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Kastritis, E.1; Karatrasoglou, E. A.1; Dialoupi, I.1; Gavriatopoulou, M.1; Roussou, M.1; Fotiou, D.1; Kanellias, N.1; Ntanasis-Stathopoulos, I.1; Eleutherakis-Papaiakovou, E.1; Manios, E.1; Migkou, M.1; Papanota, A.-M.1; Papadopoulou, E.1; Stamatelopoulos, K.1; Ntalianis, A.1; Papanikolaou, A.2; Psimenou, E.1; Gakiopoulou, C.3; Tsitsilonis, O.4; Tselegkidi, M. E.1; Trougakos, I.4; Kostopoulos, I. V.4; Terpos, E.1; Dimopoulos, M. A.1

doi: 10.1097/01.HS9.0000563788.88142.a3
Poster Session II: Myeloma and other monoclonal gammopathies - Clinica

1Department of Clinical Therapeutics, National and Kapodistrian University of Athens

2Department of Haemopathology, Evangelismos Hospital

31st Department of Pathology

4Department of Biology, National and Kapodistrian University of Athens, Athens, Greece

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The goal of therapy in AL amyloidosis is to reduce the burden of amyloidogenic light chains and their toxic effect of tissues and organs, especially the heart. It has been proposed that if a response has not been achieved within the first 3 months, then a change of therapy should be considered. However, even this relatively short period may be detrimental in this disease.

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To evaluate the importance of early response to bortezomib-based therapy in previously untreated patients with AL amyloidosis

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We analyzed the outcomes of 205 consecutive patients with previously untreated AL amyloidosis with available data for evaluation of response at 28 days and at 3 months post initiation of bortezomib-based therapy.

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median age was 65 years, 57% were males; 69.5% had renal involvement, median eGFR was 73 ml/min/1.73 m2 and 3% required dialysis at the time of diagnosis. Heart was involved in 69%, median baseline NTproBNP was 2364 pg/ml and per Mayo stage 18%, 52.5%, 18.5% and 11% patients were stage −1, −2-, 3A and 3B respectively. Liver was involved in 19% and peripheral/autonomic nerves in 23%. Median baseline dFLC was 194 mg/L and 13% had baseline dFLC< 50 mg/L. Median follow up for living patients is 38 months and median OS is 41 months.

At 1 month landmark, among patients with baseline dFLC>50 mg/L, 29% had achieved at least VGPR, 27.5% a PR while 43% had not achieved a hematologic response. The respective median OS for the three groups was 57, 34 and 14 months (p = 0.026). The early death rate (i.e <6 months), however, was 13%, 14% and 24% (p = 0.152) for the three early response groups. At 3 months landmark, at least VGPR rate was 46%, PR was 26% and 29% had not achieved a response and the respective median OS was 84, 29 and 20 months (p < 0.001), however, 10% of the patients died after the 1st month and before the 3rd month of therapy and 60% of them had not achieve a response at 1 month. To evaluate the impact of early response in patients at different risk, we performed an analysis by Mayo stage. In stage 1 or 2 patients VGPR, PR or NR at 1 month was associated with median OS of 112, 47 and 25 months respectively (p = 0.021). In stage 3 patients the respective OS was 79, 38 and 4 months (p = 0.021). In multivariate analysis, adjusting for baseline dFLC levels and Mayo stage, the achievement of a VGPR at 1 month was associated with a reduced risk of death (HR: 0.438, p = 0.003).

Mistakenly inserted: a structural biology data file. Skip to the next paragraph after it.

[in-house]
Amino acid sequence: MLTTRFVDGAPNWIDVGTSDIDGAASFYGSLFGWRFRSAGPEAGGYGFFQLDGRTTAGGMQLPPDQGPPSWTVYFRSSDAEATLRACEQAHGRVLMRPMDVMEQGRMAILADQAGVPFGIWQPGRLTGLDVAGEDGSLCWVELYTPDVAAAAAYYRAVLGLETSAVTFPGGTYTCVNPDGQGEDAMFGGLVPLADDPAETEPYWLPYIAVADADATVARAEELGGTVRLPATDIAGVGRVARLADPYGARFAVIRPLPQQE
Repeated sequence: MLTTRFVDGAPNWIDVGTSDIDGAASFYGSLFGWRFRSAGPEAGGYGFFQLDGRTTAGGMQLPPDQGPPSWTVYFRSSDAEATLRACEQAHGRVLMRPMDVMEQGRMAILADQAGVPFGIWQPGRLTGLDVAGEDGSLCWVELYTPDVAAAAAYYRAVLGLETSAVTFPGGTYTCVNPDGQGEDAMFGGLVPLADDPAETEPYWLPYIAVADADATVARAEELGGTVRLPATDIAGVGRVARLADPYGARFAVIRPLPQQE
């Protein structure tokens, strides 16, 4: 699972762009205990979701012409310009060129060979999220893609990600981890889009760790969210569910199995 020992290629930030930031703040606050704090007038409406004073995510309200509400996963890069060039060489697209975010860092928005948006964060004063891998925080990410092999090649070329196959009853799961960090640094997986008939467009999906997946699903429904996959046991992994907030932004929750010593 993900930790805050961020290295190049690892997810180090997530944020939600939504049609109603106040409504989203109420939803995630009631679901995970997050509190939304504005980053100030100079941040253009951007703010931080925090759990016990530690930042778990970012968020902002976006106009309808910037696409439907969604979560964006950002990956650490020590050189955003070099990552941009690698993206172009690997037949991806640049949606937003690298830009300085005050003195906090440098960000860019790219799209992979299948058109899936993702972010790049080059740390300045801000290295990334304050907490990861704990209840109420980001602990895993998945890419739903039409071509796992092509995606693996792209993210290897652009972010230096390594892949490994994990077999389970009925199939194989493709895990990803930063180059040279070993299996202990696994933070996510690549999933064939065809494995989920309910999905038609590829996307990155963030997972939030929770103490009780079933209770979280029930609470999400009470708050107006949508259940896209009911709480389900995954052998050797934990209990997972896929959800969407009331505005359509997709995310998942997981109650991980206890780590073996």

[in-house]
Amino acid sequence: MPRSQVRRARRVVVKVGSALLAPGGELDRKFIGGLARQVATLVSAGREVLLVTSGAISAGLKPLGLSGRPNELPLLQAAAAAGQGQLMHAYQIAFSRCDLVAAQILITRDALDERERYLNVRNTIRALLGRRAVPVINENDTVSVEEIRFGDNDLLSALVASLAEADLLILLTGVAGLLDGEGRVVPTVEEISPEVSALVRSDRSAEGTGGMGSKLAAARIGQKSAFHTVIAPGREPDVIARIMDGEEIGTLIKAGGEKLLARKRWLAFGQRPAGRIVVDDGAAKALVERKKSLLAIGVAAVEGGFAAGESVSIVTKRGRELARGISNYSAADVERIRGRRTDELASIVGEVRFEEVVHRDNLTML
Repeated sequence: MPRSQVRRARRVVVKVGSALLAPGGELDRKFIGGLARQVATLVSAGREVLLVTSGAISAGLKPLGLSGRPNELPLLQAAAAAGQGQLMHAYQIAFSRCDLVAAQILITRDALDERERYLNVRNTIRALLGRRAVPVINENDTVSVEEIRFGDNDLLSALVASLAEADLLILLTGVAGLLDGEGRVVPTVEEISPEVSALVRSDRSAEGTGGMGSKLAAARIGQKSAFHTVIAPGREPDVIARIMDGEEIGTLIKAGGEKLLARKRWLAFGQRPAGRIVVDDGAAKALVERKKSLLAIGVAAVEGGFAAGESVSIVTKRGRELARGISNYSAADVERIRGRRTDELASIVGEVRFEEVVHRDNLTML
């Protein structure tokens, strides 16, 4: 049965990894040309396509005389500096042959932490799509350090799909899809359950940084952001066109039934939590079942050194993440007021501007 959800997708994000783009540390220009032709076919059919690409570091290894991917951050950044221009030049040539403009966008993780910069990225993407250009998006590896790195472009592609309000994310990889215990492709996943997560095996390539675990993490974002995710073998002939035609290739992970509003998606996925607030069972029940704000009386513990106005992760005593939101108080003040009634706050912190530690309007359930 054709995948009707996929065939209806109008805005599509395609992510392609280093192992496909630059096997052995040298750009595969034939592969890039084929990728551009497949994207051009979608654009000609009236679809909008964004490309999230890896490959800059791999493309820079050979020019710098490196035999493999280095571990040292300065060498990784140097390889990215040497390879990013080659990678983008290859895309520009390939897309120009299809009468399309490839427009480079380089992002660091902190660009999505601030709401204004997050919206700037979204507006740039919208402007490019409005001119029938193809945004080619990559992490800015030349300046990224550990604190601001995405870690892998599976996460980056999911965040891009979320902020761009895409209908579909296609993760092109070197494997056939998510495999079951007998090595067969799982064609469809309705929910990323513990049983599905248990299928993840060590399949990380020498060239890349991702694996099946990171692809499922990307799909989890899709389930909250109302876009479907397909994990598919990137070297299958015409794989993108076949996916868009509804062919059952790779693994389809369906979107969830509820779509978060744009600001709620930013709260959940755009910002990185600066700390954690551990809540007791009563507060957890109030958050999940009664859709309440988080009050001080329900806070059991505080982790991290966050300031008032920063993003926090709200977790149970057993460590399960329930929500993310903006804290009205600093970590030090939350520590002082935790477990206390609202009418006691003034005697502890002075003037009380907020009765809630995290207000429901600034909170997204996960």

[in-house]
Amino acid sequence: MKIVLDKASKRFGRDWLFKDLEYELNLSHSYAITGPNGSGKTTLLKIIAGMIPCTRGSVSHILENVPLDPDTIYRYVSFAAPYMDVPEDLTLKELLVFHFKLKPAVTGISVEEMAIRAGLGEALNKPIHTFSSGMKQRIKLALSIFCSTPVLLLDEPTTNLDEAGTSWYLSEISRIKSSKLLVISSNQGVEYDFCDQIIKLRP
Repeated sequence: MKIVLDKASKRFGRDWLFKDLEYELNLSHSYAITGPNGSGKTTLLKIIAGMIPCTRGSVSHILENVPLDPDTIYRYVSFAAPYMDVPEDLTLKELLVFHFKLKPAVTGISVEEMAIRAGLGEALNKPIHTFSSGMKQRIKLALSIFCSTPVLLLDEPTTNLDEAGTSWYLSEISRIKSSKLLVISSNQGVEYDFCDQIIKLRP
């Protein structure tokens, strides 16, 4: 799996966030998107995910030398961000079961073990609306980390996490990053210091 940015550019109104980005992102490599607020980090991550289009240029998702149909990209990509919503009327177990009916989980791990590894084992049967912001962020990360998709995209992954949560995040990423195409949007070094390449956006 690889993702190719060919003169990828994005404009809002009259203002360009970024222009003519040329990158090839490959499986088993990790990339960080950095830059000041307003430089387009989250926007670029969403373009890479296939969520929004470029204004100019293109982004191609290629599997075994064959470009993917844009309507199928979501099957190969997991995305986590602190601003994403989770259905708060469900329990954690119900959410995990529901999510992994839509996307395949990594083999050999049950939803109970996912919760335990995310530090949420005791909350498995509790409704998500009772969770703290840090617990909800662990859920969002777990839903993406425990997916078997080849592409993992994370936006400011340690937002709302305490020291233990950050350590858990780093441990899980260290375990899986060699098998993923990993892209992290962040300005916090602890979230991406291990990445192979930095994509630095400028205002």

At 3 month landmark, the OS in stage 1 or 2 patients for VGPR, PR or NR was 85, 47 and 21 months respectively (p < 0.001) and in stage 3 patients was 30, 12 and 6 months; in multivariate analysis, adjusting for baseline dFLC and Mayo stage, the HR for death was 0.290 (p < 0.001) for patients that had a VGPR or better vs those without a response while for those with a PR was 0.684 (p = 0.25) vs those without a response.

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the achievement of early and deep response, within the first month of therapy, should be the goal of therapy in patients with AL amyloidosis, especially those with stage 3 disease. Less than a VGPR after 3 months of therapy should prompt to change therapy. The most active combination should be used to rapidly reduce toxic FLCs, however, even among those who achieve an early VGPR, early mortality remains high, indicating the advanced cardiac dysfunction and late recognition of the disease.

Copyright © 2019 The Authors. Published by Wolters Kluwer Health Inc., on behalf of the European Hematology Association.